The 65th Academy Awards (1993)
Held at the Dorothy Chandler Pavilion on Monday, March 29, 1993,
honoring movies released in 1992.
Best Director and Best Picture winner Clint Eastwood ("Unforgiven").
Best PictureFull Image
Warner Bros. Production; Warner Bros.
Best ActressFull Image
Best Actress Emma Thompson ("Howards End").
Best Supporting ActressFull Image
Best Supporting Actress Marisa Tomei ("My Cousin Vinny").
- Best Picture: "Unforgiven"
- "Unforgiven" also won Academy Awards for Best Supporting Actor (Gene Hackman), Directing (Clint Eastwood), and Film Editing (Joel Cox).
- Clint Eastwood was the fourth actor in Oscar history to win an Academy Award for directing a movie in which he also starred. The others were Woody Allen for “Annie Hall” in 1977, Warren Beatty for “Reds” in 1981, and Kevin Costner for “Dances With Wolves” in 1990.
- Al Pacino won his first Oscar, having earned six prior nominations. For 1992, he was nominated both as Best Supporting Actor in “Glengarry Glen Ross” and Best Actor in “Scent of a Woman.” He won for Best Actor. (View Image)
- For the second year in a row, Alan Menken won two Oscars, one for Original Score and one for Original Song, for Disney’s “Aladdin.” Menken co-wrote “A Whole New World” with lyricist Tim Rice.
- Elizabeth Taylor and Audrey Hepburn both received Jean Hersholt Humanitarian Awards. (View Image)
- Billy Crystal was the host. He made his entrance onto the stage with a whip in his hand, riding atop a giant Oscar pulled by Jack Palance.
- On April 2, 1992, mobster John Gotti, who had been nicknamed the Teflon Don for eluding several earlier convictions, was found guilty of 13 federal charges, including murder and racketeering, by a New York jury.
- On April 12, 1992, Euro Disneyland opened in Paris.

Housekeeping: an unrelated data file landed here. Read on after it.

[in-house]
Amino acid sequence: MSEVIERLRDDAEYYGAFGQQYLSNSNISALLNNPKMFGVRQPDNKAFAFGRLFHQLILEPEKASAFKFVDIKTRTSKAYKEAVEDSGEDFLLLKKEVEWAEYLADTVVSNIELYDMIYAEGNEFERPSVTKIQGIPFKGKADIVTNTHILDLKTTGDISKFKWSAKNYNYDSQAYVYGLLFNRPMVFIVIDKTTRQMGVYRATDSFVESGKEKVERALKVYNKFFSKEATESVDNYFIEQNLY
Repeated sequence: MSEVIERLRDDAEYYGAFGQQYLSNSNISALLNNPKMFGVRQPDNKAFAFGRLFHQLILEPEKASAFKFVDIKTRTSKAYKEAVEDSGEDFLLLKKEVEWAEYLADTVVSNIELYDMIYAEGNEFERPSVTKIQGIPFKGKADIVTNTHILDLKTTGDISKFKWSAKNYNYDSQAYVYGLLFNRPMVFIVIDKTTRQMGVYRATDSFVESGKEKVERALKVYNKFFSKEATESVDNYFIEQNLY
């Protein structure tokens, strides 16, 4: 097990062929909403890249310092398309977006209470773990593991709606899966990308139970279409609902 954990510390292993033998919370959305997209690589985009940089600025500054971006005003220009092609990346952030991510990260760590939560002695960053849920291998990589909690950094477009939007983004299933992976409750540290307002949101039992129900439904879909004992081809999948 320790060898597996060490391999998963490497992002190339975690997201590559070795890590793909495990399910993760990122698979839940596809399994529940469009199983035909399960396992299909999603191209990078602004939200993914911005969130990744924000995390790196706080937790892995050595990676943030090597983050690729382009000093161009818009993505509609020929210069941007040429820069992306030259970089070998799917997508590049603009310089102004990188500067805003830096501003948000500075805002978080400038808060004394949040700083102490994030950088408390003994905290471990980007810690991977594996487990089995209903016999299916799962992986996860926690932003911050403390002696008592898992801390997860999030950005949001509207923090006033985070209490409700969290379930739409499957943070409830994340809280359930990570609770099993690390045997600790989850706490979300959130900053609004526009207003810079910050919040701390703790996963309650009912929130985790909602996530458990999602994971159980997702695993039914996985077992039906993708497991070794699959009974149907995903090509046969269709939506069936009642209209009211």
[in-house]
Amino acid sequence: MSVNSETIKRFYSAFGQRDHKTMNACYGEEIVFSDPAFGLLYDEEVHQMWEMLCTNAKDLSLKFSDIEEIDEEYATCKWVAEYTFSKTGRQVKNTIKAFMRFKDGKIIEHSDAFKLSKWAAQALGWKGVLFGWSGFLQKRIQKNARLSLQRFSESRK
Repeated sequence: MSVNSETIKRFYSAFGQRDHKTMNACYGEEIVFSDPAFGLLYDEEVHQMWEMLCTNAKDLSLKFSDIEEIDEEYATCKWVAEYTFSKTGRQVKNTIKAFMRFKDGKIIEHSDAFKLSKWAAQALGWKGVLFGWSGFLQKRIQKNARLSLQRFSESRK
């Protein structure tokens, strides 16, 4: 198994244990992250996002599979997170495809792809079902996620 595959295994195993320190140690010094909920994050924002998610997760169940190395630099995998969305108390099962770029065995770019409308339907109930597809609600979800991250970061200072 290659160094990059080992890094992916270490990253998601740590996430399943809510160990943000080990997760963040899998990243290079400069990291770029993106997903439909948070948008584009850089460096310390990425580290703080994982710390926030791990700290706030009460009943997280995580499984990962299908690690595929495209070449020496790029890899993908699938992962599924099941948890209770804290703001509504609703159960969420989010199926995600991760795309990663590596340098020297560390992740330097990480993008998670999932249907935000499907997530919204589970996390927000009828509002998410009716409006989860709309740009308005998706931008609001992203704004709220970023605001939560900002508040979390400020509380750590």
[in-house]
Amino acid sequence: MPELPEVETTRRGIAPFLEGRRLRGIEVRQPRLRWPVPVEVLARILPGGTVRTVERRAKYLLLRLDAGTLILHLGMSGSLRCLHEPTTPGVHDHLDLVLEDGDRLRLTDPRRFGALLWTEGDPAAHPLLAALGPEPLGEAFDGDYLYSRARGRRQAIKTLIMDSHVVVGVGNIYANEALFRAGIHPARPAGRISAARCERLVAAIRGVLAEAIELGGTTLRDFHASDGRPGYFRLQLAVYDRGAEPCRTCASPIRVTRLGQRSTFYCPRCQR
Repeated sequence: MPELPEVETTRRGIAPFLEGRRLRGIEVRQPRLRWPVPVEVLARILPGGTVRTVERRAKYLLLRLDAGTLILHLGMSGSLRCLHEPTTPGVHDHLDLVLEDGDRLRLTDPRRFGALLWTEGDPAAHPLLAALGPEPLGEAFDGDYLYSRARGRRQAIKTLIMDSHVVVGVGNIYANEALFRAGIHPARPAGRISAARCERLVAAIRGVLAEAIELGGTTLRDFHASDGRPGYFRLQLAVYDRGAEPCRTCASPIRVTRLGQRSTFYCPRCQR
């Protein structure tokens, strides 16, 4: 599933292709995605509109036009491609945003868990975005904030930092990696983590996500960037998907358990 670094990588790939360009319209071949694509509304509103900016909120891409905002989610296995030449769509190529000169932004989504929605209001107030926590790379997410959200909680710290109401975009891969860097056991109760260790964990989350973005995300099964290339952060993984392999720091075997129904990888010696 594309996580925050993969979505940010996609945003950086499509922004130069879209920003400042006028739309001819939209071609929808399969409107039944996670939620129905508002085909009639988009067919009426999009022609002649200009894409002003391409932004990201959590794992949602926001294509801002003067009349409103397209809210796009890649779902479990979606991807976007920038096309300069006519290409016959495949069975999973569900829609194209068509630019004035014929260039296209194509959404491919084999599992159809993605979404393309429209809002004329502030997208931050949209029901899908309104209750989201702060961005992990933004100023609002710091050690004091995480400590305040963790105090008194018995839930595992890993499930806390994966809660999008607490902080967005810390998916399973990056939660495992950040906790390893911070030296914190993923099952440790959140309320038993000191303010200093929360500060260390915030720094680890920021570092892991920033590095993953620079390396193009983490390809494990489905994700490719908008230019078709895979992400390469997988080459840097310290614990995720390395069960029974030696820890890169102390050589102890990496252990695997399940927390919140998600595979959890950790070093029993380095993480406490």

- On April 29, 1992, the four Los Angeles police officers who had been videotaped while beating Rodney King were acquitted of assault charges, sparking violent riots in major cities around the U.S. In Los Angeles, the riots lasted for three days and caused 53 deaths, 4,000 injuries, 12,000 arrests, and more than 3,000 fires throughout the city.
- On May 19, 1992, Amy Fisher shot Mary Jo Buttafuoco, wife of Joey Buttafuoco, in Massapequa, New York.
- On May 22, 1992, Johnny Carson retired as host of “The Tonight Show Starring Johnny Carson.” On May 25, 1992, Jay Leno presided over the first episode of “The Tonight Show with Jay Leno.”
- In June 1992, Vice President Dan Quayle erroneously corrected a student's spelling of the word “potato” at an elementary school spelling bee in New Jersey. Quayle indicated that “potato” should have an “e” at the end.
- On September 20, 1992, quarterback Brett Favre made his first start with the Green Bay Packers.
- On October 3, 1992, after her a cappella performance of the song “War” on “Saturday Night Live,” Sinéad O’Connor tore up a photograph of Pope John Paul II to protest alleged sexual abuse of children by Catholic priests.
- On November 3, 1992, Bill Clinton defeated incumbent president George H.W. Bush and independent candidate Ross Perot in the U.S. presidential election.
- On December 9, 1992, British Prime Minister John Major announced the formal separation of Charles, Prince of Wales, and his wife, Princess Diana.